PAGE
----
The Cleveland Browns, Sunday’s opponent, practiced again without starting rookie cornerback Denzel Ward (concussion). But two more starters in defensive tackle Larry Ogunjobi (biceps) and center JC Tretter (ankle) returned from Wednesday’s absences to participate on a limited basis.
Tight end David Njoku (knee) was upgraded from limited to full participation, and linebacker Jamie Collins Sr. (shoulder) practiced fully for the second straight day.
T. Young’s prophetic words
Per his usual pattern, defensive coordinator Don “Wink” Martindale asked each coach and player in the defensive meeting room the day before Saturday night’s game to stand up and publicly announce his goal for the game. Martindale revealed Thursday that Young said, “I want to score.”
Young backed up his wish, returning a fumble caused by inside linebacker Patrick Onwuasor 62 yards to cement the win against the Chargers. Young said Thursday that the development was stunning.
“It’s crazy,” Young said. “I just thank God for that. That’s all Him working. He’s listening to me.”
Although Young tied former outside linebacker Adalius Thomas (2005) for the most fumble returns for touchdowns in the franchise’s single-season history with two, he said the play is a nice consolation prize.
“There’s nothing like an interception for a touchdown,” he said with a smile. “So hopefully, that’s what I’ll get this week.”
Los Angeles quarterback Philip Rivers was limited by the Ravens to season lows in passing yards (181) and touchdown passes (zero) and also was intercepted twice. Martindale credited free safety Eric Weddle with confusing Rivers.
Baltimore Ravens Insider Newsletter
Want the inside scoop on the Ravens? Become a Ravens Insider and you'll have access to news, notes and analysis from The Sun.
“Weddle totally messed with Philip Rivers that entire game,” he said. “He did an outstanding job. It’s crazy when a guy — I don’t want to say doesn’t make a play, because that’s a negative connotation — but he is what’s making other people make plays by how he’s messing with quarterbacks not knowing coverages, and he’s orchestrating that back there on the back end, and it’s just an invaluable piece to the defense. So it’s really nothing new.”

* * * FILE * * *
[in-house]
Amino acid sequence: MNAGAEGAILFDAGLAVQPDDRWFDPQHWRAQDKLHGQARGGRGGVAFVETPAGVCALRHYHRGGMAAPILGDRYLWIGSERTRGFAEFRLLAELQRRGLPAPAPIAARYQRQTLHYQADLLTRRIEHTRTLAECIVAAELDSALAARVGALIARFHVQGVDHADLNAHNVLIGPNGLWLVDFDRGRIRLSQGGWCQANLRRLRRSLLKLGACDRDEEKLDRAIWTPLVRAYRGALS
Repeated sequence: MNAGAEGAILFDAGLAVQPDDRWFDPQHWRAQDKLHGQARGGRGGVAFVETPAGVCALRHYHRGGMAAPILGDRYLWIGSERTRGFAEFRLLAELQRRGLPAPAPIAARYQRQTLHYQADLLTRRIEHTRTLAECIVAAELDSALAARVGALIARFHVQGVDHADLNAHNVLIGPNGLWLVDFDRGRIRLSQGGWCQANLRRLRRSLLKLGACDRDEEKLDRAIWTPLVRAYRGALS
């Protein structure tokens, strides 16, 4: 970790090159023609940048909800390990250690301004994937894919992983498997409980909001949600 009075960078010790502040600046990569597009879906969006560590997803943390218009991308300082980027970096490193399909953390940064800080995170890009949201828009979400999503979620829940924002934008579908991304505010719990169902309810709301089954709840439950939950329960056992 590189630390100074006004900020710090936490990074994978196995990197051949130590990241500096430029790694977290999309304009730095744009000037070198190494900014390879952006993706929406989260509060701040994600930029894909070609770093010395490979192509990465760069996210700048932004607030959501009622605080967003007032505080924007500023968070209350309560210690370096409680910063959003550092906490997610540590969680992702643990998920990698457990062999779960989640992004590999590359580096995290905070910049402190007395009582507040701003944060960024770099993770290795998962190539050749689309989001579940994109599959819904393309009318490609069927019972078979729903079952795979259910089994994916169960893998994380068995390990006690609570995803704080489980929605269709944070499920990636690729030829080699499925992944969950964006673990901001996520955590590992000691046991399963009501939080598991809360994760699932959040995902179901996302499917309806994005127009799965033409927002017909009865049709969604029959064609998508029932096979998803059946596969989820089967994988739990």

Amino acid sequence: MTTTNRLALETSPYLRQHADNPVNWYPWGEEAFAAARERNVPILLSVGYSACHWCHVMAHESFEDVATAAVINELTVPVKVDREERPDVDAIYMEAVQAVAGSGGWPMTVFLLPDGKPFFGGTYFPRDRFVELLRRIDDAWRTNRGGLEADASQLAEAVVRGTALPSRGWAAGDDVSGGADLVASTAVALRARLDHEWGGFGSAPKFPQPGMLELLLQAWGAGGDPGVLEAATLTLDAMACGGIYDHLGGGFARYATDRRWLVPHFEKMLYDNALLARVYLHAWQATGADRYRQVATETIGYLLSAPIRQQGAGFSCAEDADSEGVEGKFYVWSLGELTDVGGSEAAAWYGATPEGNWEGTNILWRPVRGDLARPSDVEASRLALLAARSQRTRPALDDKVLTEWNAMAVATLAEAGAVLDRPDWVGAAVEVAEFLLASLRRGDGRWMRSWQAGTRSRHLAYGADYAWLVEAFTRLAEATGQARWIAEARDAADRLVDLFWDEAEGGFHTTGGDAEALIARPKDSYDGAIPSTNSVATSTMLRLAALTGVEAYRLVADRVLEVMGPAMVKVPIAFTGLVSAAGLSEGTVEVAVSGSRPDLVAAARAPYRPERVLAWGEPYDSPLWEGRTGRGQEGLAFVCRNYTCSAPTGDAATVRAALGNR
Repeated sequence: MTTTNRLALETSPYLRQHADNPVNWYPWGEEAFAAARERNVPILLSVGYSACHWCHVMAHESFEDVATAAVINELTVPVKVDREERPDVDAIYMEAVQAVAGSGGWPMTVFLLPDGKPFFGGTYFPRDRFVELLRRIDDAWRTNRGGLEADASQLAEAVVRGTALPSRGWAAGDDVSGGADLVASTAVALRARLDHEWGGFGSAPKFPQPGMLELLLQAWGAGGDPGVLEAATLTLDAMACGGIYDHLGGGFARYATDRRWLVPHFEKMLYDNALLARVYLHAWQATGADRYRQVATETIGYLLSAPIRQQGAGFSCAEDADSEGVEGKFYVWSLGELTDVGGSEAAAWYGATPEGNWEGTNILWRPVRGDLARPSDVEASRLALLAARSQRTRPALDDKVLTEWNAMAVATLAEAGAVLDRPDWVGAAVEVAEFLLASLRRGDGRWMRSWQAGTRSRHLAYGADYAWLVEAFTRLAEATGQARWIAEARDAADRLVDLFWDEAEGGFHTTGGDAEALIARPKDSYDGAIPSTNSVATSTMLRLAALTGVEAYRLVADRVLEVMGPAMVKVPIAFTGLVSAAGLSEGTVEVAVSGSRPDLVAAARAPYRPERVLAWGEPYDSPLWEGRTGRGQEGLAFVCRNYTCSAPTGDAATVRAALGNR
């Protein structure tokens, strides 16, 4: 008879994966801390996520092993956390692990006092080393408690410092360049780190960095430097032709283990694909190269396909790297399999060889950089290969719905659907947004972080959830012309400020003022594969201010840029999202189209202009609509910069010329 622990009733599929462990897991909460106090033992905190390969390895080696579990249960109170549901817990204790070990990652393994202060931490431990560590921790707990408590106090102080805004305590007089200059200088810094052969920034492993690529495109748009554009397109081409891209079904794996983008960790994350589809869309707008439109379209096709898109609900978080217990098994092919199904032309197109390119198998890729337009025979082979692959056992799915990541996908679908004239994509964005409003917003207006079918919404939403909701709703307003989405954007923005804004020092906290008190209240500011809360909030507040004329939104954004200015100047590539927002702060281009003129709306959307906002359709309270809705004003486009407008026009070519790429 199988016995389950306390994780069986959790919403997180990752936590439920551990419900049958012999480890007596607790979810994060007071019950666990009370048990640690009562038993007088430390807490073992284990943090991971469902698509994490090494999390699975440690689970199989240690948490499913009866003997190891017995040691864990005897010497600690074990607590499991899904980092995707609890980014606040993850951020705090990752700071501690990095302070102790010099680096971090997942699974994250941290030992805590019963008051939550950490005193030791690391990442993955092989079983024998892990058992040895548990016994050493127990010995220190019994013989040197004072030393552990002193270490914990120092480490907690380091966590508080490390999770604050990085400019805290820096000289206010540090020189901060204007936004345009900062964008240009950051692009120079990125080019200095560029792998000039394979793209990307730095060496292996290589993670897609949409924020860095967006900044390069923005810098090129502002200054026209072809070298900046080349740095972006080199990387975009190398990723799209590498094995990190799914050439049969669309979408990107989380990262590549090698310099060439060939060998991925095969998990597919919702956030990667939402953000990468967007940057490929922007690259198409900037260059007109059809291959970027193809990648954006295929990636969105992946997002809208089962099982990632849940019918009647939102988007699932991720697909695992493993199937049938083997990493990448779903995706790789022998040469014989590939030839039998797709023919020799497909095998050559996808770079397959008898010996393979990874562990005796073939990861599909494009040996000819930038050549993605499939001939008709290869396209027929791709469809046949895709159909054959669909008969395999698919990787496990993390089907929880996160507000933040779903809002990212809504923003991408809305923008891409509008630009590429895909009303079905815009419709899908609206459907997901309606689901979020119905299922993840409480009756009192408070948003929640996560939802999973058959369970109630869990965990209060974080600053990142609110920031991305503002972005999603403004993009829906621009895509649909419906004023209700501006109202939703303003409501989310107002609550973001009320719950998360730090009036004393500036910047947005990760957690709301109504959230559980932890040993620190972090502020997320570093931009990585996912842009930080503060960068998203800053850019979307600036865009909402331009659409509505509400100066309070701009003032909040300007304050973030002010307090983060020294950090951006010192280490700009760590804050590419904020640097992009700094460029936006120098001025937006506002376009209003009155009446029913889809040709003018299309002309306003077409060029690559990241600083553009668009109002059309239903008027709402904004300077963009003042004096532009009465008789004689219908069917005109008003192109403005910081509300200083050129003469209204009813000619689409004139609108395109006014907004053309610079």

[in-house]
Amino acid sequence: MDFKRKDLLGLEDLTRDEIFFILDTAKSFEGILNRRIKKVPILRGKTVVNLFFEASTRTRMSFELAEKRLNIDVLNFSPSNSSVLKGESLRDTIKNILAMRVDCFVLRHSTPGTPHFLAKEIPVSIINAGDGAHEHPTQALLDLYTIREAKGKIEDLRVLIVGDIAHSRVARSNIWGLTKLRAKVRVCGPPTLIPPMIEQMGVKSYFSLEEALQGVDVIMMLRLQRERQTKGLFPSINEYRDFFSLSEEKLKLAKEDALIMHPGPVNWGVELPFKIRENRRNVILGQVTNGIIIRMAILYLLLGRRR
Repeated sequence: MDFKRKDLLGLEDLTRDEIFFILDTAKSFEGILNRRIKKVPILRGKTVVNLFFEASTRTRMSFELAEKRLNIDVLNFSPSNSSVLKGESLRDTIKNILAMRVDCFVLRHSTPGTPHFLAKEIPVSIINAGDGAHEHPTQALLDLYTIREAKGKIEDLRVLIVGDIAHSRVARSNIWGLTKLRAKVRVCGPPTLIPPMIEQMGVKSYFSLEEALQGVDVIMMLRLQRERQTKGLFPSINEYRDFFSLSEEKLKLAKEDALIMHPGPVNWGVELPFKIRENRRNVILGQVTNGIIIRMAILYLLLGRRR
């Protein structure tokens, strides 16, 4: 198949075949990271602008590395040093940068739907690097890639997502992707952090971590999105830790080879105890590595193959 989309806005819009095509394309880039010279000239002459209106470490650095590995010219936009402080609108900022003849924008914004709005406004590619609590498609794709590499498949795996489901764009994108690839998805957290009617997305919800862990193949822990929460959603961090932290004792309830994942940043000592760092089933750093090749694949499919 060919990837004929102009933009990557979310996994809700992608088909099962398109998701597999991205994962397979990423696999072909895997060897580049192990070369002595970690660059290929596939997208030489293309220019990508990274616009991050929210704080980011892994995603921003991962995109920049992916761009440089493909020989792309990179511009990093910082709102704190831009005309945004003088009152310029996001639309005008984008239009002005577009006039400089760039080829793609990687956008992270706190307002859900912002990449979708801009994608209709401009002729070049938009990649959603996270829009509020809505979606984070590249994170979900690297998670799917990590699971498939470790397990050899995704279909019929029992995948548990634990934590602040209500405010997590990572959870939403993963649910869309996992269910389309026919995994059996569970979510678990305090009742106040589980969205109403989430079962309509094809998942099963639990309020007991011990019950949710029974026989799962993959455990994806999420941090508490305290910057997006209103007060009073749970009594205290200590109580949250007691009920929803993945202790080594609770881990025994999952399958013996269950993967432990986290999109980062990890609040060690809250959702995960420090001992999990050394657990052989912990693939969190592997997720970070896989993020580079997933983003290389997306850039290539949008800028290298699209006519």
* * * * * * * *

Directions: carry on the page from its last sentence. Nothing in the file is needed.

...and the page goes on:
» Offensive coordinator Marty Mornhinweg declined to get involved in comparing rookie quarterback Lamar Jackson with Michael Vick,whom Mornhinweg mentored from 2009 to 2012.
“Lamar Jackson is Lamar Jackson,” said Mornhinweg, who has coached Brett Favre, Donovan McNabb and Steve Young. “They are all different from each other. They’re all different from each other on the field, they’re all different from each other off the field, how they go about their business, how they lead a team. They’re all different, and that’s great. That’s a good thing. So he’ll make his own sort of little deal there.”
» Cox collected his first special teams tackle of the season when he took down the Chargers’ Desmond King after a 9-yard punt return in the fourth quarter, which caught the attention of his teammates.
“Somebody said — and it certainly wasn’t me — that it was about time,” Rosburg deadpanned. “But it wasn’t me that said that. Morgan’s had a great season, but the tackling aspect of Morgan’s job hopefully is the secondary part of his job because we don’t want it to get that far. But he made a fine play. He’s made them before, and he’ll keep making them.”